Cashmere World: Renaissance of Cashmere
The 2011 edition of Cashmere World was unveiled at the China National Convention Center in Beijing.
Staged over three days, from 24-26 October 2011, Cashmere World was organised jointly by the China Chamber of Commerce for Import and Export of Foodstuffs, Native Produce and Animal By-products (CFNA) and leading international trade fair organiser, UBM. The three-day event attracted a sizeable increase in the number of visitors from some 30 countries compared to the number who attended the fair in 2010.
China holds a central position in the cashmere industry both as a producer and consumer. Cashmere World's exhibitors reflect this importance by presenting the whole breadth of the industry, from the production of raw material and its transformation to its retail; and from large, established companies like Erdos and Viction to newborn venture Myak, which revealed its first baby Yak fibre collection at the fair.
Finding alternatives to cashmere and finding new sources of production without compromising the quality of the end product is one of the challenges faced by the cashmere industry and one that Cashmere World addressed through a number of conferences and seminars. During the first two days of the fair, participants of the Sino-Italian exchange seminar discussed the issues of quality and sustainability of cashmere and shared ideas and solutions.
Opening the first day's session, Italian Trade Commissioner from Beijing, Dr. Antonino Laspina, emphasised on the role Italy can play in the 'Renaissance' of cashmere by contributing to the expansion of the cashmere industry in China.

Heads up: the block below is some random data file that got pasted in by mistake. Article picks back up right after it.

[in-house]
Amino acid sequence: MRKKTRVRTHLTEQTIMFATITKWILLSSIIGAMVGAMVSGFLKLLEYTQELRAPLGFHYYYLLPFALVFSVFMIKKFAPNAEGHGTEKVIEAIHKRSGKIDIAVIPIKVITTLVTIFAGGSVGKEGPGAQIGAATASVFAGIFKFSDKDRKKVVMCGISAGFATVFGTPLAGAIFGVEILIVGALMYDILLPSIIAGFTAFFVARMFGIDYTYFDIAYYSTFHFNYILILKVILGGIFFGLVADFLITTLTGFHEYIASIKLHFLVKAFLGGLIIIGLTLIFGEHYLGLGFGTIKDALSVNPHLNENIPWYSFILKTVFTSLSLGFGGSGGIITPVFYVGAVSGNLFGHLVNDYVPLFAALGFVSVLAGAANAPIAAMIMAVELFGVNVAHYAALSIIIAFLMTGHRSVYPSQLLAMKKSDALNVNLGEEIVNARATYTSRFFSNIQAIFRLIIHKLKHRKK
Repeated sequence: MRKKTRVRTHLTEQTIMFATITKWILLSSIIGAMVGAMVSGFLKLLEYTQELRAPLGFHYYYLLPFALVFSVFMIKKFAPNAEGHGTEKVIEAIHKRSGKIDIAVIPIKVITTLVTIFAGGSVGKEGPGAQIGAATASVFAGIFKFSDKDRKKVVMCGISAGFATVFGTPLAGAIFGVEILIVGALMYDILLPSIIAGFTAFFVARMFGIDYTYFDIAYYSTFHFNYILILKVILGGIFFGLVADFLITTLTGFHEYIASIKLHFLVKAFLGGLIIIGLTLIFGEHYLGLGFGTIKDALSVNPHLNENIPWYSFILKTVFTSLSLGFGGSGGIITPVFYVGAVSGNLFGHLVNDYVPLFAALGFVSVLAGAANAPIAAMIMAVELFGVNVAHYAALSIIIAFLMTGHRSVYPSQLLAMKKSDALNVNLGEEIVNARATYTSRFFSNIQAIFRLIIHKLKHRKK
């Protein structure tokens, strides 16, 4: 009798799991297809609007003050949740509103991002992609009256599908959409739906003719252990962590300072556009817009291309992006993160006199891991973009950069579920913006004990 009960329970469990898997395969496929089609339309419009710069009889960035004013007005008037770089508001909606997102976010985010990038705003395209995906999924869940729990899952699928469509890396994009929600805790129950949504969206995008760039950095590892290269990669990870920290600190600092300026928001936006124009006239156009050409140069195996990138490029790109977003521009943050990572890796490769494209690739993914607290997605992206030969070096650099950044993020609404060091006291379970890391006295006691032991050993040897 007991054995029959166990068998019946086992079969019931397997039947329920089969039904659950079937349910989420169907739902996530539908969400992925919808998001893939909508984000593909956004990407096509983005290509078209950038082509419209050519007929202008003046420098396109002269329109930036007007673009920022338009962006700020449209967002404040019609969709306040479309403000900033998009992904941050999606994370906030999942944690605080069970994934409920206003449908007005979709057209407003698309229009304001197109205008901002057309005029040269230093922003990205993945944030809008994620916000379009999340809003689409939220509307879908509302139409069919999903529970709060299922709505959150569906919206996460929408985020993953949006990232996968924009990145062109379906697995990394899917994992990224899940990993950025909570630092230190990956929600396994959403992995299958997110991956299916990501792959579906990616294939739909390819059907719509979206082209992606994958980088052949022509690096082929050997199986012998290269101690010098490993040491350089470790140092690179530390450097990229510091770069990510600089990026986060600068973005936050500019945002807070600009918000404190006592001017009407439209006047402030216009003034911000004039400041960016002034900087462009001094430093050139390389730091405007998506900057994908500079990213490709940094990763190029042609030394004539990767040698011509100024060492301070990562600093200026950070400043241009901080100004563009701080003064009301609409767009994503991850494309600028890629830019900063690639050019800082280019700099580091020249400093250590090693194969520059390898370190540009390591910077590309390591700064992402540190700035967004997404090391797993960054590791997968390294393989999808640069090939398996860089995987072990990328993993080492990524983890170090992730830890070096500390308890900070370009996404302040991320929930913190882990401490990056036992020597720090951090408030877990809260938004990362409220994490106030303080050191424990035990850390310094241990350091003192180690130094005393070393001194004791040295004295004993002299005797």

According to Maurizio Castello, KPMG's Partner, Head of Fashion and Luxury Products, the outlook for the cashmere market in China for the next few years is positive. 'China is demonstrating a large and growing market demand, mainly in casual wear', he said.
'Casualisation', as well as 'men-isation' are two of the factors of the growing demand for luxury goods including cashmere, according to PGDS Consulting's President, Prof. Piergiorgio Dal Santo.
Indeed, both foreign and domestic brands have designed and exhibited casual collections for daily wear along with their usual classic ones. Known for their stylish traditional cashmere qipao, the Shanghainese company, Sen Koshi presented a collection of informal, free style dresses.
With progress in digital textile printing technologies, as demonstrated by mechanical and electrical equipment company Saishun, has enabled the printing of endless creative designs on cashmere. A return to natural colours was noticeable, even in domestic brands that usually favour colourful and rich patterns. 'About 30 per cent of our new product line is in natural colour shades', explained Xuerun Cashmere's Deputy General Manager, Deng Jie.
Underlying the trend is the growing concern about the damages the textile industry in general and the cashmere industry inparticular inflict on the environment.